"Well were doing that, I think in very, in many meaningful ways. For example, our summer jobs program that is now four years running, Project Indy. Indy Achieves, a program that has just fully been launched this year, that provides scholarship grants and completion grants. And, those are just two examples of programs that are designed to help our young people throughout Marion County. But, I want to be the kind of mayor who is real and who is present in the community listening to the leadership, listening very carefully to the challenges. And then go back after I have listened and try to craft policies that address those challenges."
"Yeah, I think the best way to keep homeowners in their homes, is to make sure that they can continue to afford owning their home. And so, our neighborhood development strategies have always kept in mind the importance of multigenerational families that have called those neighborhoods their home. When a developer comes to us and asks for city incentives, we ask that developer to minimally, in the development, set a aside a certain percentage of units or homes for below market rate or more affordable housing options for more people so they are not priced out of the neighborhood."
Posted: at 5:29 pm
Its not an uncommon experience to hear Duke students who are politically right-of-center to claim that theyre marginalized on campus and that they face discrimination for their set of beliefs. This perception, you will notice, often manifests as excuses for students to hide their viewpoints in academic or social settings. It is my view that, more often than not, these fears are mired in tales of hyperbole and unrealistic expectations. This isnt to say that Duke is perfect, but rather to encourage intellectual minorities to feel less apprehensive about expressing their views.
Of course, Duke is overwhelmingly left-wing, both in terms of student and faculty, but this is not uncommon at an elite institution. What is important is that, relative to those other schools, Duke does a pretty decent job at permitting and encouraging heterodox opinions, across the board. Anecdotally speaking, Ive never once hid my commitment to free markets in any of my classes, and it would be difficult to convince me that I have been a victim of discrimination for holding these views. Often, professors have been more than happy to entertain my perspectives (and those of my right-leaning friends) and challenge me to defend them to the best of my abilities.
Furthermore, Duke does an above-average job in preserving those conditions necessary to maintain free and civil discourse among young intellectuals looking to engage in political debate. The Foundation for Individual Rights in Education (FIRE), which provides a rating for schools based on their free speech policies, gave Duke a green light for its speech code, which is the highest possible rating that a school can get, which means that FIRE couldnt find any serious threats to students free speech rights in the policies on that campus. Other campuses are much less fortunate: FIRE claims that fewer than 30 universities out of around 450 have earned a green light.
I am more than willing to concede that there is not nearly enough intellectual diversity at Duke as I would ideally like to see, but that isnt so much a problem with a ready solution as it is a result of those students that decide to apply to schools like Duke. The real issue is, however, that conservative and libertarian students are simply too afraid to voice their opinions, either because they cannot defend their views, or out of fear of some abstract social consequences.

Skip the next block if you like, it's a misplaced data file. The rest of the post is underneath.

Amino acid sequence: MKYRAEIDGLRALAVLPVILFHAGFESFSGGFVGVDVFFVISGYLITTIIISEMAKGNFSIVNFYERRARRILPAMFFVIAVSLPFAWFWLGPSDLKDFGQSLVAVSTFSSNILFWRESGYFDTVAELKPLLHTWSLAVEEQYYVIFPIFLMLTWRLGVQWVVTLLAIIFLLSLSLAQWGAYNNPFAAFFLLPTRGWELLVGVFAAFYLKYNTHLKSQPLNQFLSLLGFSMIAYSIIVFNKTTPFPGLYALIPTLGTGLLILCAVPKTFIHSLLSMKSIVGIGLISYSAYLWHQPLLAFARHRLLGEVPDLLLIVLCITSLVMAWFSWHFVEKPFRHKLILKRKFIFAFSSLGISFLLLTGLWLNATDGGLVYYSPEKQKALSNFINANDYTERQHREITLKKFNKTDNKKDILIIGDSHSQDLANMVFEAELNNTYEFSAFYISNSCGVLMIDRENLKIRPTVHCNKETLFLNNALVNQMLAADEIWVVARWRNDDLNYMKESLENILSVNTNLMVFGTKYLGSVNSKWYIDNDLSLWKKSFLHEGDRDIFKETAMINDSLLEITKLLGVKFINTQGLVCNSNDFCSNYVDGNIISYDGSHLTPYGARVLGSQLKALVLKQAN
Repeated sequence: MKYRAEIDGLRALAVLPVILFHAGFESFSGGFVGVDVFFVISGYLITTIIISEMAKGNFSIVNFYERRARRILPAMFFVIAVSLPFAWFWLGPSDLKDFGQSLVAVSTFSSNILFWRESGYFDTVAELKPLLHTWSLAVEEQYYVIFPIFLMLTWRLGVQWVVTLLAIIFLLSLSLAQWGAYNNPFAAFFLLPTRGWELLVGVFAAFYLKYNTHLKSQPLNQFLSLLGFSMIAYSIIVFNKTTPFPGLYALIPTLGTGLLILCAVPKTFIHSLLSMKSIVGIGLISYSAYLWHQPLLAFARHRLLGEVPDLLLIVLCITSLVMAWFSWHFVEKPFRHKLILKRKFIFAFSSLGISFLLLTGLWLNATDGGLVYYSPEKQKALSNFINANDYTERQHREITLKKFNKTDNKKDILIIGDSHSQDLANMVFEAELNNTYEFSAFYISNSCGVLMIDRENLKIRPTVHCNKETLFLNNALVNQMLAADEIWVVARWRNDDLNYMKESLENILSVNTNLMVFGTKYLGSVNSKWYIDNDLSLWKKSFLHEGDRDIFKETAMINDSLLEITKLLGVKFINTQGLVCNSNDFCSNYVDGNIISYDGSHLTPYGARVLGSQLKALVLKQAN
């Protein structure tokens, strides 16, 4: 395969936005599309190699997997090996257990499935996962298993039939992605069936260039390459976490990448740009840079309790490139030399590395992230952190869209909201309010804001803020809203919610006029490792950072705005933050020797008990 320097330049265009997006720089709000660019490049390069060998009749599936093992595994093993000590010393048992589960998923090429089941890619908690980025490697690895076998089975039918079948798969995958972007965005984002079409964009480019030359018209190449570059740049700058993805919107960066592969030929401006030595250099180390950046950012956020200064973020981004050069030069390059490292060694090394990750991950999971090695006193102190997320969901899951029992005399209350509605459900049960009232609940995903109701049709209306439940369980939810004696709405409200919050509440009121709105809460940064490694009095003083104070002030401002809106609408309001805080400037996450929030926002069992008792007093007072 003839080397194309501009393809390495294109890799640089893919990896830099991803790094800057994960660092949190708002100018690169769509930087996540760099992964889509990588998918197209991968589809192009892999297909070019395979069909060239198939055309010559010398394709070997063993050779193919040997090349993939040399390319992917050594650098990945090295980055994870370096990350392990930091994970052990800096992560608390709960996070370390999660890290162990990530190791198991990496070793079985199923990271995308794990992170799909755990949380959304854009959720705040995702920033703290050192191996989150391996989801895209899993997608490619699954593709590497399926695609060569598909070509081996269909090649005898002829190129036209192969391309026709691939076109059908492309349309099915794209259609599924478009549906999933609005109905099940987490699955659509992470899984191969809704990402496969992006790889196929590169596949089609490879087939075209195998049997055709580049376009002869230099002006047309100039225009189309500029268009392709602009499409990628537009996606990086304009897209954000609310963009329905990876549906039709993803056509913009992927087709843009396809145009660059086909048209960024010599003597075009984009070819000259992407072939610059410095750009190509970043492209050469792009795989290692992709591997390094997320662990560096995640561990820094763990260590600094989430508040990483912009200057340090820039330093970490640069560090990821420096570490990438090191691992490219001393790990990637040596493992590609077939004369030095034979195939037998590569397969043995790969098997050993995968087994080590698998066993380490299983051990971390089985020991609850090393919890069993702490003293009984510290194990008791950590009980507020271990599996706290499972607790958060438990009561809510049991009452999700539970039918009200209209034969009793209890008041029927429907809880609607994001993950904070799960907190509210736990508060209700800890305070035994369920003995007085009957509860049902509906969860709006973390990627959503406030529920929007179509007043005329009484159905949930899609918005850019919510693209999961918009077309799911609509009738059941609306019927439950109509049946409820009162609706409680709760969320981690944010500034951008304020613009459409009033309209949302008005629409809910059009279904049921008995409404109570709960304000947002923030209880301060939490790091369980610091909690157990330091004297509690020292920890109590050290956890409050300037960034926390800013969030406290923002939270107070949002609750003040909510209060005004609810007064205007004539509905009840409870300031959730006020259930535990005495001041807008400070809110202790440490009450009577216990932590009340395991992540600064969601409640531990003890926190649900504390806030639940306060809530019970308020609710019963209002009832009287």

If you are in the former camp, perhaps you shouldnt be a conservative or libertarian. I would ask such students to really think about why they believe what they believe, and hopefully consult the rich tradition of thinkers produced by the political right, so they may be able to formulate a more consistent politics founded in reason, rather than fly-by-night beliefs they picked up from that edgy kid they sat next to in AP Government.
If you are in the latter group, I would urge you to reconsider your stance: most students are far more tolerant of dissenting views than you might think. Ive had some of my most memorable conversations on campus with students with profound opposition to my views on a host of issues, political and otherwise. On the other hand, if your friends are genuinely willing to spite you for your lack of intellectual conformism, you might want to consider expanding your friend circle.
A significant part of the college experience is having your ideas challenged and developing them in an environment dedicated to learning. Instead of feeling like ideological outcasts, conservatives and libertarians should rejoice at the opportunity to whet their views and participate in regular and meaningful contests of ideas, to a degree that many of their left-leaning peers will not. The fact that some students dont experience this facet of university life is more than tragic, and I do hope that right-of-center students can learn to discard their fears, and hopefully stimulate more intellectual discourse as election season rears its head.
Nikhil Sridhar is a Trinity senior. His column "laissez faire et laissez passer" runs on alternate Mondays.
See original here:
The myth of the marginalized conservative - Duke Chronicle
Posted: at 5:29 pm
A new survey finds that more than 80 percent of tech workers say theyll vote. How will they change Seattle?
Margaret O'Mara, whose most recent book is The Code: Silicon Valley and the Remaking of America, mulled this over. Below is an edited transcript.
here is a lot of frustration in the tech industry. At the executive level. theres frustration with a local government that seems to not value the economic upside of the growth of the tech industry.
Skepticism about the ability of government to fix things runs pretty strong in the tech industry. It has really deep roots.
Tech's corporate fathers and grandfathers came of age in the 1970s. This is the Vietnam and Watergate-era generation that turned away from government and had lost trust in government and big bureaucracies.